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Algebraic "millipede" by artist math Chirag Dudhat: various implementations in Wolfram Language

Posted 4 months ago

Algebraic

What you see above is a combined visualization of several solutions by our very talented members of sister community Mathematica Stack Exchange. I asked a question there that I also copy below. You can find their solutions at the link. I liked all solutions and combined them with a few image processing lines. How GiF was generated is shown at the end.


Math artist Chirag Dudhat specializes in simple math that does something interesting visually. He recently had a hit with a "millipede" simulation with simple complex plane formulas. Below is a small part and full video is here.

enter image description here

The full video has a frame with formulas he used:

enter image description here

Quoting Chirag Dudhat own words:

The equation displayed in the video , represents the movement of a single leg. Zroot is where the leg connects to the body, Zjoint is the point where the leg bends and Ztip is the free point of the leg which may touch the surface. Change the value of L from 1 to n for n number of legs. For example , L = 12 gives you the position of 12th leg on complex plane and changing the value of "t" will animate it. This equation gives you a straight walking millipede. However for this animation I drew a curved path on my iPad , exported svg file, extracted x and y coordinates of the path. Moving the centipede on this path is like attaching the legs to the path itself and sliding the whole structure on the curve.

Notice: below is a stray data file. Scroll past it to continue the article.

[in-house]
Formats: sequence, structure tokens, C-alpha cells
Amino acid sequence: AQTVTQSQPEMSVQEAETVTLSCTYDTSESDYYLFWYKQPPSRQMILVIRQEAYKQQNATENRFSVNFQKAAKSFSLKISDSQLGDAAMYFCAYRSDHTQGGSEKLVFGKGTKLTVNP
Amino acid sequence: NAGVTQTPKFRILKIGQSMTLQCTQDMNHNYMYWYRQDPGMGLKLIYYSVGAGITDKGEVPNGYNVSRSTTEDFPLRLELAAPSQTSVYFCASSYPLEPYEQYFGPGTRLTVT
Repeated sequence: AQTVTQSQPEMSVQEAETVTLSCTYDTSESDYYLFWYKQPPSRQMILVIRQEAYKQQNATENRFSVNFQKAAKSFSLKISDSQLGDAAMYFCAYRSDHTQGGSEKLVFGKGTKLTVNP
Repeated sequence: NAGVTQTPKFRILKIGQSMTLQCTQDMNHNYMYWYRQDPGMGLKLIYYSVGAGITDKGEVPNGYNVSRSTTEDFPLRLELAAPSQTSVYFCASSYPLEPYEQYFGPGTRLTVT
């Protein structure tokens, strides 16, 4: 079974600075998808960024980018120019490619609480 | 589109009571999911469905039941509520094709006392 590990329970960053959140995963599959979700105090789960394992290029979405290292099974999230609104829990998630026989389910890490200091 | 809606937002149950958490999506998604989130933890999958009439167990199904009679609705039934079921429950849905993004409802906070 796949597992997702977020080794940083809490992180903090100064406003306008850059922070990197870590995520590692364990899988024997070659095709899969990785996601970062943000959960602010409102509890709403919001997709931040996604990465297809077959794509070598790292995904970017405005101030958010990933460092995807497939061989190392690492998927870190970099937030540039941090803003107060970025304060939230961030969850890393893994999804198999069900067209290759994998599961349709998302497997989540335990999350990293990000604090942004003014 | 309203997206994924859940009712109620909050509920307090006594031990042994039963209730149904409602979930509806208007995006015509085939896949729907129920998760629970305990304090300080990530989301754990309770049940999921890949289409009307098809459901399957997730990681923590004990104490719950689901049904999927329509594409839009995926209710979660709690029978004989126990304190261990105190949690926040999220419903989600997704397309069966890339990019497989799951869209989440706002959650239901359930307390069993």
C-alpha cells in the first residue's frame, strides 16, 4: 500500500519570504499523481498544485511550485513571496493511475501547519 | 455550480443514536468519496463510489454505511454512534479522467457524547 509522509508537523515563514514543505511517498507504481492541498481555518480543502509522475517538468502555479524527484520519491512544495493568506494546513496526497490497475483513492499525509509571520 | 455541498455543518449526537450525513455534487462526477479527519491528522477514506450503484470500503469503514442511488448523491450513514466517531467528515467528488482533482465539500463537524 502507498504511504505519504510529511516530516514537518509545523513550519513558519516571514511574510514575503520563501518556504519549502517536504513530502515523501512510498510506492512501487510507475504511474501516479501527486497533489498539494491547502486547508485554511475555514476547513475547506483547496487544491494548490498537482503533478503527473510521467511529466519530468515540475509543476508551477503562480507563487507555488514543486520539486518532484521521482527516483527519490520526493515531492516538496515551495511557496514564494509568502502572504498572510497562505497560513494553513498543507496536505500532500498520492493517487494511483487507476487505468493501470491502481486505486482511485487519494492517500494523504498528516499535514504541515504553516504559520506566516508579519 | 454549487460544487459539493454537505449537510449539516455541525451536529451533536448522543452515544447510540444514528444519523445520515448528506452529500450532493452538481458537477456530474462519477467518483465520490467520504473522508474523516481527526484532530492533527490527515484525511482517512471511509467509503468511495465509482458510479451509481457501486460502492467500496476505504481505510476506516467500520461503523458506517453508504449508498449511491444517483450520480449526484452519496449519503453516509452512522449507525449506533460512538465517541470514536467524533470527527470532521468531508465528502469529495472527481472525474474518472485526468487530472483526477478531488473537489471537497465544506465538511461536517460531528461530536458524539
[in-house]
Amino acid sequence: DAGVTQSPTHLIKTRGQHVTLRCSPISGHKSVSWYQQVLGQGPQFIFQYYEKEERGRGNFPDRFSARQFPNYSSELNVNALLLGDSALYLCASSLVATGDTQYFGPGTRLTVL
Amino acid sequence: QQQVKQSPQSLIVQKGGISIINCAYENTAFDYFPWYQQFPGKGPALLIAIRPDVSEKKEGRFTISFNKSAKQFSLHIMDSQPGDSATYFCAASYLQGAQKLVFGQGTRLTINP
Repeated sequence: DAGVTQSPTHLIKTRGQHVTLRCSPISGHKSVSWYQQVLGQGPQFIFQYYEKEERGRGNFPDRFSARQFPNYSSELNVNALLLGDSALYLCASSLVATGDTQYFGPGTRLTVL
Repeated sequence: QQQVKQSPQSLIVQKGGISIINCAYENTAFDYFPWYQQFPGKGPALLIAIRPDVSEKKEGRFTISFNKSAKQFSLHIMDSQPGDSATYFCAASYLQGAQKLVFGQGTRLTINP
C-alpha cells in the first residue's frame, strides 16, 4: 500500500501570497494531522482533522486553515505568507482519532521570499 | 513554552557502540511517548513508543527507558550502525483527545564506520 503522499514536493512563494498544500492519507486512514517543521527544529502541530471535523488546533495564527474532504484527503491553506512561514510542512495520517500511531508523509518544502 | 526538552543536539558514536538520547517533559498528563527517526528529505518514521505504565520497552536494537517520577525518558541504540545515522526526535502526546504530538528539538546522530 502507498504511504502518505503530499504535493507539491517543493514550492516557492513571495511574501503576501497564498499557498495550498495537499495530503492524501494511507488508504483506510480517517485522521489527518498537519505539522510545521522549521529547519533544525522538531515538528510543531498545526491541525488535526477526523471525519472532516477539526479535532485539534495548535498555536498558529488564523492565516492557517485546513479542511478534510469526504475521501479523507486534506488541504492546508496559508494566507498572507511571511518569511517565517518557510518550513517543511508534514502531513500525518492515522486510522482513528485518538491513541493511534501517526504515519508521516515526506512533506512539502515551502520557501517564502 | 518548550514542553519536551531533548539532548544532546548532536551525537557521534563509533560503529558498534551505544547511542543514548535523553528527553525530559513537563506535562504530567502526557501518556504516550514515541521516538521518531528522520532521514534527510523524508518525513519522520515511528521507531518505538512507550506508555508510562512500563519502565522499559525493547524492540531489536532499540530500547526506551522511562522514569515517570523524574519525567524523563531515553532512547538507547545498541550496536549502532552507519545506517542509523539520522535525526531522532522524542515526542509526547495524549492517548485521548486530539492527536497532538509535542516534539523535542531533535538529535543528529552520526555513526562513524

Please note the bold text.

But it turned out to be a bit tricky to get from simple to final form. Here is what I tried. First of all his formulas have a bit different parameter numbers to get the effect and furthermore - another formula is needed to get decreasing size of legs, thier complete number, and some other details. So here is my set of formulas:

maxL=73;
zR[L_]:=0.5I L

damp[L_,max_]:=Exp[-((L-max/2)^2/(15max))^3]

zJ[L_,t_]:=zR[L]+(-1)^L 3Exp[(5π I)/180 Sin[t+(π L)/6]]damp[L,maxL]
zT[L_,t_]:=zR[L]+(-1)^L 5Exp[(17π I)/180 Sin[t+(π L)/6]]damp[L,maxL]

zJs[L_,t_]:=zR[L]+(-1)^(L+1) 3Exp[(5π I)/180 Sin[t+(π L)/6]]damp[L,maxL]
zTs[L_,t_]:=zR[L]+(-1)^(L+1) 5Exp[(17π I)/180 Sin[t+(π L)/6]]damp[L,maxL]

This is easily animated with a Manipulate:

Manipulate[Rotate[Graphics[{
Point/@ReIm@Table[{zR[L],zJ[L,t],zT[L,t],zJs[L,t],zTs[L,t]},{L,maxL}],
Line[ReIm@Table[zR[L],{L,maxL}]],
Table[Line/@ReIm@{{zR[L],zJ[L,t],zT[L,t]},{zR[L],zJs[L,t],zTs[L,t]}},{L,maxL}]
},ImageSize->{200,600}],Pi/2],{t,0,33},SaveDefinitions->True]

enter image description here

My question:

How can we make this millipede to move along a path in the plane? For instance a closed random loop given by spline or any other similar path:

spline=BSplineFunction[RandomReal[1,{10,2}],SplineClosed->True]
ParametricPlot[spline[t],{t,0,1}]

Also, can we simplify all the code somehow? Feel free to get creative and create your own version if you want to. All millipedes moving along a curved path are cool :-)

Do not forget to check out answers HERE.

Attachments:
POSTED BY: Vitaliy Kaurov

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